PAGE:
- If the money were created in the usual way by issue of a bond to commercial banks at interest, then the national debt has risen by that amount and an ongoing debt services charge has been added to future federal budgets and the private banking sector has enjoyed an exorbitant free lunch for lending the government its own money at interest. This is the same principle as if you had your neighbor lend you your own money and paid him interest for lending it to you. One would do this if one did not trust oneself or had been duped. Government spending does not need to be funded this way, it is a choice, a check and balance against spending too much. The right level of spending could also be achieved through the U.S. Treasury directly, within the constraints of the targeted inflation, currency and employment rates. Then politicians would be hand wringing over these rates rather than the size of the national debt.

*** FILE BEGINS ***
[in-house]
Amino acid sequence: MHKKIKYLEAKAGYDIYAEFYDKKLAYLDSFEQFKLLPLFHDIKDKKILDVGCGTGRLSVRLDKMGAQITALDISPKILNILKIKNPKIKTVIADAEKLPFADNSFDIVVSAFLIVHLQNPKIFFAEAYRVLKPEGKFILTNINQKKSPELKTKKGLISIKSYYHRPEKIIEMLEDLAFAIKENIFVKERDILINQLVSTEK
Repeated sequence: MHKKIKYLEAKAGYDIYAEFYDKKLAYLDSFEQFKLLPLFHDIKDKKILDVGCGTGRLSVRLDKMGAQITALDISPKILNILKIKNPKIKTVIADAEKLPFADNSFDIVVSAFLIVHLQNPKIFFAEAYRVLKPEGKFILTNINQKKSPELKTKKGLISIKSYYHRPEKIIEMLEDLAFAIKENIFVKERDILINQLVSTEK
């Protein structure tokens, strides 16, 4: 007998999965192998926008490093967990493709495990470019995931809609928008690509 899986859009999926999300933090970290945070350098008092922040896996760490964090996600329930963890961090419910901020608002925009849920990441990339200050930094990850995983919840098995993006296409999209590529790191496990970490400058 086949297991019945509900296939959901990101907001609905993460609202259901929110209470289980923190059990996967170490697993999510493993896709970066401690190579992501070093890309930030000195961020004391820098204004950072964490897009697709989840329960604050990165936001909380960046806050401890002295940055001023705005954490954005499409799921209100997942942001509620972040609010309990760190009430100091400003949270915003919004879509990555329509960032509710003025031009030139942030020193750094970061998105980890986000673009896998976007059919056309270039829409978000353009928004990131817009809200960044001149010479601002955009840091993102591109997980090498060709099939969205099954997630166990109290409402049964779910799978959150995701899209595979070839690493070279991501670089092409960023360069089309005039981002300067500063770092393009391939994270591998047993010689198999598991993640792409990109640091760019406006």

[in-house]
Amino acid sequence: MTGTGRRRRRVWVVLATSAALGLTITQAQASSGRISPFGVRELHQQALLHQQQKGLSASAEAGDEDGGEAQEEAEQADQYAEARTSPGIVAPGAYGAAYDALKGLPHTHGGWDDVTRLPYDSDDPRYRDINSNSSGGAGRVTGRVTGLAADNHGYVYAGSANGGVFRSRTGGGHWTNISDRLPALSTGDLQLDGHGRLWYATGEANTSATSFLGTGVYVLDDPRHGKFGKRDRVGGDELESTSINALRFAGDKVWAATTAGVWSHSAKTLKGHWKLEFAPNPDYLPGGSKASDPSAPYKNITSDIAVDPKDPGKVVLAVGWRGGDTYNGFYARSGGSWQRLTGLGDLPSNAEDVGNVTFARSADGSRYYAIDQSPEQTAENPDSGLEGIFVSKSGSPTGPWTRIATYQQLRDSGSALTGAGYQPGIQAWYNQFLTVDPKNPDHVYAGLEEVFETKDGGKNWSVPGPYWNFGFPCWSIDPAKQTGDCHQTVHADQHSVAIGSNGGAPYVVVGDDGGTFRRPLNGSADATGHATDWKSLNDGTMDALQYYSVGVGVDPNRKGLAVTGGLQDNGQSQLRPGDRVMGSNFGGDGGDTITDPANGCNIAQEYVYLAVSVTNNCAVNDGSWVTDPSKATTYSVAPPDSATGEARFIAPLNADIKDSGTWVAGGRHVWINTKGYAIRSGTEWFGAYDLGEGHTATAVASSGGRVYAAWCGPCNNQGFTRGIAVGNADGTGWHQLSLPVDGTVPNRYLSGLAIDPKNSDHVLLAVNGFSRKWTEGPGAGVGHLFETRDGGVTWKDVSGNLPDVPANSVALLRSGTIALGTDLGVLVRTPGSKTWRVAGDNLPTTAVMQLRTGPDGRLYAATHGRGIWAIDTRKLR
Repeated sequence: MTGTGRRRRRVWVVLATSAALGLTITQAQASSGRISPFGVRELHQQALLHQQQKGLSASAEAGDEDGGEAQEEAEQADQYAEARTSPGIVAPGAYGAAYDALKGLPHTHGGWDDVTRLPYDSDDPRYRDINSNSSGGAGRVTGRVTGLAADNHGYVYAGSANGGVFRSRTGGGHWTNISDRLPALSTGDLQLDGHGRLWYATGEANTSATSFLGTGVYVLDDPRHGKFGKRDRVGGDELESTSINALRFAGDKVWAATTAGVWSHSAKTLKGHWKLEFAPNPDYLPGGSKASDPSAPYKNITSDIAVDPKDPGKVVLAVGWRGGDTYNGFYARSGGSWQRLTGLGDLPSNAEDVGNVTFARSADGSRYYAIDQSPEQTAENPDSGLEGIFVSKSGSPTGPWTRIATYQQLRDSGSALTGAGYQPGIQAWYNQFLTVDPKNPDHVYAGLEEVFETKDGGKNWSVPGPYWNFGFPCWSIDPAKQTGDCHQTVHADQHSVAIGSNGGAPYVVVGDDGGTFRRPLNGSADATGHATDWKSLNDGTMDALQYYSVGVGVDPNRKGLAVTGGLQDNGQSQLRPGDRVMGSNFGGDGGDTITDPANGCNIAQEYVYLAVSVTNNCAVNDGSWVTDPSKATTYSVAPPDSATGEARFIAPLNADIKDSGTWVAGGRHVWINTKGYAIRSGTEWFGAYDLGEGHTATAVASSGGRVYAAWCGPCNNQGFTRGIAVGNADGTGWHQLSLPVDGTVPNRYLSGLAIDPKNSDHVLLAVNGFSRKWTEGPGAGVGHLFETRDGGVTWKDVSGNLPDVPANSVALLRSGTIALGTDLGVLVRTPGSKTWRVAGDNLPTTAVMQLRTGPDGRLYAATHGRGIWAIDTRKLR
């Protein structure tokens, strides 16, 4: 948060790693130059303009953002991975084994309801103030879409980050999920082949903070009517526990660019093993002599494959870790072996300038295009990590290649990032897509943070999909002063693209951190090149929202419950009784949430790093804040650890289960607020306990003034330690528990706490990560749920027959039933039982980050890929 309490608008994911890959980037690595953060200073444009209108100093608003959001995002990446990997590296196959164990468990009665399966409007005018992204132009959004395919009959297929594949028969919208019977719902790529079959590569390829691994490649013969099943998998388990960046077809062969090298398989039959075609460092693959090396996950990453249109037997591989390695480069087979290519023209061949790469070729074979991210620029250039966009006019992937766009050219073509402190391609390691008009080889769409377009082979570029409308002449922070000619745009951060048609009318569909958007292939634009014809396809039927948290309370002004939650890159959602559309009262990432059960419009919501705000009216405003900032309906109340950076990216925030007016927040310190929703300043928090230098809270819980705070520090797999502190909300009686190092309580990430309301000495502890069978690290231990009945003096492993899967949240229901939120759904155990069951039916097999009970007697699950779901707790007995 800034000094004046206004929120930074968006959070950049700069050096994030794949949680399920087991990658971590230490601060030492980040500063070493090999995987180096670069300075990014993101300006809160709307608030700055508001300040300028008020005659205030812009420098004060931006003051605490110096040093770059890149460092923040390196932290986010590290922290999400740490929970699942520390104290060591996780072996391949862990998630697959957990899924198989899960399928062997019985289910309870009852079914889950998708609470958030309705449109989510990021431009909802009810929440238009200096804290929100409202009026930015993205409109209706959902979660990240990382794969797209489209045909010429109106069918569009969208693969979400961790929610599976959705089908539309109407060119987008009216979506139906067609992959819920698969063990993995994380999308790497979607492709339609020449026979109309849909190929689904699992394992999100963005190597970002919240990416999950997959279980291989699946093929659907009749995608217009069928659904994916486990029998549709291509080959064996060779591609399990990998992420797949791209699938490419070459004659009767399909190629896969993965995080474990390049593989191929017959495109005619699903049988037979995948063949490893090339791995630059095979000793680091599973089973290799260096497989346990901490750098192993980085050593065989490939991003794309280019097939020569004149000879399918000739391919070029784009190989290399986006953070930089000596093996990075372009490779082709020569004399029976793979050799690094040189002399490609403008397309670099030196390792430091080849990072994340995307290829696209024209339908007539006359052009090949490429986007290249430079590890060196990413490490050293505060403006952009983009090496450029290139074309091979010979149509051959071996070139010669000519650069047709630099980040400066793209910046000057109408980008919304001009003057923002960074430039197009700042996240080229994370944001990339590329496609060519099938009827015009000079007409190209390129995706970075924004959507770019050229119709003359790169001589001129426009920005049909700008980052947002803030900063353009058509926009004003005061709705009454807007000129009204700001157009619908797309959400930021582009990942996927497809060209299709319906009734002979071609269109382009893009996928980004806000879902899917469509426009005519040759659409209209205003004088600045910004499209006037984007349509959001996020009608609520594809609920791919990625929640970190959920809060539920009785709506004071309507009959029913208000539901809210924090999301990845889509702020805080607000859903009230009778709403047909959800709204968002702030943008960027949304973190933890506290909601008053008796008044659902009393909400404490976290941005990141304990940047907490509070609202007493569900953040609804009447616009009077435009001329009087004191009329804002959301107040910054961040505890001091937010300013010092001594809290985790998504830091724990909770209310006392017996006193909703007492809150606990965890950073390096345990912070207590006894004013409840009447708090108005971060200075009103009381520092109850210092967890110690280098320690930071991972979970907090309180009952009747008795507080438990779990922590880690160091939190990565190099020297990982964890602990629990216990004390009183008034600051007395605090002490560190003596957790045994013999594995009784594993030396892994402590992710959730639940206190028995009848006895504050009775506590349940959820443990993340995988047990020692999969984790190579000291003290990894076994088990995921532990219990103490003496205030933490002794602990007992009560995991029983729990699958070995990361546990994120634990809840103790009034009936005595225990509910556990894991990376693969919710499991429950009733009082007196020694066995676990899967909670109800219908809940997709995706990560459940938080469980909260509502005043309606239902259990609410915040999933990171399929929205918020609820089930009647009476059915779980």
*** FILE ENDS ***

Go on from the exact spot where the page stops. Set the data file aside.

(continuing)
- Politicians hand wringing about the size of the national debt in the media and calling for a deficit reduction and return to a balanced budget and surplus. (This sounds good but is the opposite of what is required because it shrinks the money supply and the circular flow of income and reduces the economy's ability to grow). At present central banks across the world have admitted that they have reached the end of their monetary stimulus efforts and are calling for governments to help with growth via fiscal policies. Fiscal policies mean spending money into the economy on real resources and not simply adjusting interest rates and increasing private bank federal reserve accounts with which private banks buy treasuries and speculate on foreign currency, but tend not to lend out as intended.
- While the circular flow of income is increasing the chance of an economic recession is much lower. Generally, a recession cannot take place during a real expansion of the circular flow of income. The government is the source of all money, generally recessions are caused by the government running budgetary surpluses that contract the circular flow of income, less money in circulation must result in unemployment of real resources of all kinds, both people and capital. Deflation also results as each dollar gains in value for the simple fact that there are less in circulation.